16. Choudhury FK, Rivero RM, Blumwald E, Mittler R (2016) Reactive oxygen species, abiotic stress and stress combination. Plant J.
  17. Collins S, Bell G (2004) Phenotypic consequences of 1,000 generations of selection at elevated CO2 in a green alga. Nature 431:566–569PubMedGoogle Scholar
  18. Davison IR, Pearson GA (1996) Stress tolerance in intertidal seaweeds. J Phycol 32:197–211Google Scholar
  19. Derks A, Schaven K, Bruce D (2015) Diverse mechanisms for photoprotection in photosynthesis. Dynamic regulation of photosystem II excitation in response to rapid environmental change. Biochim Biophys Acta Bioenerg 1847:468–485Google Scholar
  20. Dietz K-J, Turkan I, Krieger-Liszkay A (2016) Redox- and reactive oxygen species-dependent signaling into and out of the photosynthesizing chloroplast. Plant Physiol 171:1541–1550PubMedPubMedCentralGoogle Scholar
  21. Ehrenfeld J, Cousin J-L (1984) Ionic regulation of the unicellular green alga Dunaliella tertiolecta: response to hypertonic shock. J Membr Biol 77:45–55Google Scholar
  22. El-Baky HHA, El Baz FK, El-Baroty GS (2004) Production of antioxidant by the green alga Dunaliella salina. Int J Agric Biol 6:49–57Google Scholar
  23. Fang L, Qi S, Xu Z, Wang W, He J, Chen X, Liu J (2017) De novo transcriptomic profiling of Dunaliella salina reveals concordant flows of glycerol metabolic pathways upon reciprocal salinity changes. Algal Res 23:135–149Google Scholar
  24. Fisher M, Gokhman I, Pick U, Zamir A (1996) A salt-resistant plasma membrane carbonic anhydrase is induced by salt in Dunaliella salina. J Biol Chem 271:11718–17723Google Scholar
  25. Fisher M, Zamir A, Pick U (1998) Iron uptake by the halotolerant alga Dunaliella is mediated by a plasma membrane transferrin. J Biol Chem 273:17553–17558PubMedGoogle Scholar
  26. Fogg GE (2001) Algal adaptation to stress—some general remarks. In: Rai L, Gaur J (eds) Algal adaptation to environmental stresses. Springer, Berlin, pp 1–19Google Scholar
  27. Galluzzi L, Bravo-San Pedro JM, Kepp O, Kroemer G (2016) Regulated cell death and adaptive stress responses. Cell Mol Life Sci 73:2405–2410PubMedGoogle Scholar
  28. Gaspar T, Franck T, Bisbis B, Kevers C, Jouve L, Hausman JF, Dommes J (2002) Concepts in plant stress physiology. Application to plant tissue cultures. Plant Growth Regul 37:263–285Google Scholar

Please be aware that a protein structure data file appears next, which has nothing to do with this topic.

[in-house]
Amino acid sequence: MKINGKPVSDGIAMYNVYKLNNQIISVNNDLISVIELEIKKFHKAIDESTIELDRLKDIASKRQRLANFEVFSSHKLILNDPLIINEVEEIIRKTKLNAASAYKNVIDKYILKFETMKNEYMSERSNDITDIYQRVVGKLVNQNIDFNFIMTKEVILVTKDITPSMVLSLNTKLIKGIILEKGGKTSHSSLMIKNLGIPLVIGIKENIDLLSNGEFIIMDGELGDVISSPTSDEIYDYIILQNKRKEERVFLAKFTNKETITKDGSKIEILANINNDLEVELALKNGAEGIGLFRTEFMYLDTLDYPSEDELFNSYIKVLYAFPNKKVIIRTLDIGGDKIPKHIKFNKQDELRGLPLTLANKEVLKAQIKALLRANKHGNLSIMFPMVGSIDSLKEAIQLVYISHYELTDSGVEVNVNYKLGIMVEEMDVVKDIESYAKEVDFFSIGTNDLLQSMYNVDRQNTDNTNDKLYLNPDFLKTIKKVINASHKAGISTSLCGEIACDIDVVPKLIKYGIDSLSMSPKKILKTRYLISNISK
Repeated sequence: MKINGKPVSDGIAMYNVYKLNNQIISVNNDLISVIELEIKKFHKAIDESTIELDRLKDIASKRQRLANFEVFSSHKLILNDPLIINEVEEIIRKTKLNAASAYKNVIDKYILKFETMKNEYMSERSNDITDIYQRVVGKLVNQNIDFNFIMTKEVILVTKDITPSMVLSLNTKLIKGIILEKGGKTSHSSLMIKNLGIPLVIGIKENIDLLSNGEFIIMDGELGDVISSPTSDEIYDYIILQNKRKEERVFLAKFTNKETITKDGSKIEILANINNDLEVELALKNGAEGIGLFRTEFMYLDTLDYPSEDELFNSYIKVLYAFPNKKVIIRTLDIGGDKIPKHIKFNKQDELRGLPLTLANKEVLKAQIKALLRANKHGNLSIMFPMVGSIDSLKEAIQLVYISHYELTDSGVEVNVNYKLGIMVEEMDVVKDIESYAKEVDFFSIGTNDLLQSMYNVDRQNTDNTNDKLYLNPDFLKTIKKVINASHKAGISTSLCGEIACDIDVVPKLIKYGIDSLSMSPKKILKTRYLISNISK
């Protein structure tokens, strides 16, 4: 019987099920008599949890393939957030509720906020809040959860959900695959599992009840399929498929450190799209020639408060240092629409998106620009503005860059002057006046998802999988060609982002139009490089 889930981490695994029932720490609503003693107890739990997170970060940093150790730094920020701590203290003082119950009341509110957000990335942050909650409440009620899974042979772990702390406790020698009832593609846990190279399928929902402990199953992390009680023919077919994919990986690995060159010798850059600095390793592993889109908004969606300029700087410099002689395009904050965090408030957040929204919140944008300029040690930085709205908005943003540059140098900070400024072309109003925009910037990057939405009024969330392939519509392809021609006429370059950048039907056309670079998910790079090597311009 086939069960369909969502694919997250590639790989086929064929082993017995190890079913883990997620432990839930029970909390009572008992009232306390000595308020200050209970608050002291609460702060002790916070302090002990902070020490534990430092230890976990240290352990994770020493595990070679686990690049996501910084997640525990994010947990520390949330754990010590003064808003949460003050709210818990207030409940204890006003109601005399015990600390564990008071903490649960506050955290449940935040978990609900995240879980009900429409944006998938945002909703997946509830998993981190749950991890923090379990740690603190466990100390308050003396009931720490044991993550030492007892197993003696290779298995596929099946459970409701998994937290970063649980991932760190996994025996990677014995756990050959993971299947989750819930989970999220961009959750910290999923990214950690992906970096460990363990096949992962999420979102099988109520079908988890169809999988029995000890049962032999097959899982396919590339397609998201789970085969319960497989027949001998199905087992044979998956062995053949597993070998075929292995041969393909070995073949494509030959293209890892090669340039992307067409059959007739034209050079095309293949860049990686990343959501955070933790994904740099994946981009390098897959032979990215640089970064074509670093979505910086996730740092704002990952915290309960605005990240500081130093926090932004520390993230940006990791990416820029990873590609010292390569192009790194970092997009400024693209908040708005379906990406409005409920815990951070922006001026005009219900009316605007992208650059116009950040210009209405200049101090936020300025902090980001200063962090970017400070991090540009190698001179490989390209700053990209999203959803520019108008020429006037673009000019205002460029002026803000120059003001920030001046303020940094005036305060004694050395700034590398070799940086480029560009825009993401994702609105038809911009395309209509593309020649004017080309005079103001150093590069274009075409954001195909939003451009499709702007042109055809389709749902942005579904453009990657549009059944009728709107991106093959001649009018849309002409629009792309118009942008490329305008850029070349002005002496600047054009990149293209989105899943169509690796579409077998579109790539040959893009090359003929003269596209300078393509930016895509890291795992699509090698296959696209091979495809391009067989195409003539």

29. Gee R, Goyal A, Byerrum RU, Tolbert NE (1993) Two isoforms of dihydroxyacetone phosphate reductase from the chloroplasts of Dunaliella tertiolecta. Plant Physiol 103:243–249PubMedPubMedCentralGoogle Scholar
  30. Giordano M (2013) Homeostasis: an underestimated focal point of ecology and evolution. Plant Sci 211:92–101PubMedGoogle Scholar
  31. Goldstein DS, Kopin IJ (2007) Evolution of concepts of stgress. Stress 10:109–120PubMedGoogle Scholar
  32. Goyal A (2007a) Osmoregulation in Dunaliella, Part I: effects of osmotic stress on photosynthesis, dark respiration and glycerol metabolism in Dunaliella tertiolecta and its salt-sensitive mutant (HL 25/8). Plant Physiol Biochem 45:696–704PubMedGoogle Scholar
  33. Goyal A (2007b) Osmoregulation in Dunaliella, Part II: photosynthesis and starch contribute carbon for glycerol synthesis during a salt stress in Dunaliella tertiolecta. Plant Physiol Biochem 45:705–710PubMedGoogle Scholar
  34. Grime JP (1989) The stress debate: symptom of impending synthesis? Biol J Linn Soc 37:3–17Google Scholar
  35. Hamilton ES, Schlegel AM, Haswell ES (2015) United in diversity: mechanosensitive ion channels in plants. Annu Rev Plant Biol 66:113–127PubMedGoogle Scholar
  36. Hill AE, Shachar-Hill Y (2015) Are aquaporins the missing transmembrane osmosensors? J Membr Biol 248:753–765PubMedGoogle Scholar
  37. Hinkle LE (1974) The concept of “stress” in the biological and social sciences. Int J Psychiatry Med 5:335–357PubMedGoogle Scholar
  38. Hohmann S (2009) Control of high osmolarity signalling in the yeast Saccharomyces cerevisiae. FEBS Lett 583:4025–4029PubMedGoogle Scholar
  39. Imai I, Itakura S (1999) Importance of cysts in the population dynamics of the red tide flagellate Heterosigma akashiwo (Raphidophyceae). Mar Biol 133:755–762Google Scholar
  40. Issa AA (1996) The role of calcium in the stress response of the halotolerant green alga Dunaliella bardawil Ben-Amotz et Avron. Phyton (Horn) 36:295–302Google Scholar
  41. Jiménez C, Berl T, Rivard CJ, Edelstein CL, Capasso JM (2004) Phosphorylation of MAP kinase-like proteins mediate the response of the halotolerant alga Dunaliella viridis to hypertonic shock. Biochim Biophys Acta Mol Cell Res 1644:61–69Google Scholar
  42. Katz A, Pick U, Avron M (1992) Modulation of Na+/H+ antiporter activity by extreme pH and salt in the halotolerant alga Dunaliella salina. Plant Physiol 100:1224–1229PubMedPubMedCentralGoogle Scholar
  43. Katz A, Waridel P, Shevchenko A, Pick U (2007) Salt-induced changes in the plasma membrane proteome of the halotolerant alga Dunaliella salina as revealed by blue native gel electrophoresis and nano-LC-MS/MS analysis. Mol Cell Proteomics 6:1459–1472PubMedGoogle Scholar
  44. Kessly DS, Brown AD (1981) Salt relations of Dunaliella. Transitional changes in glycerol content and oxygen exchange reactions on water stress. Arch Microbiol 129:154–159Google Scholar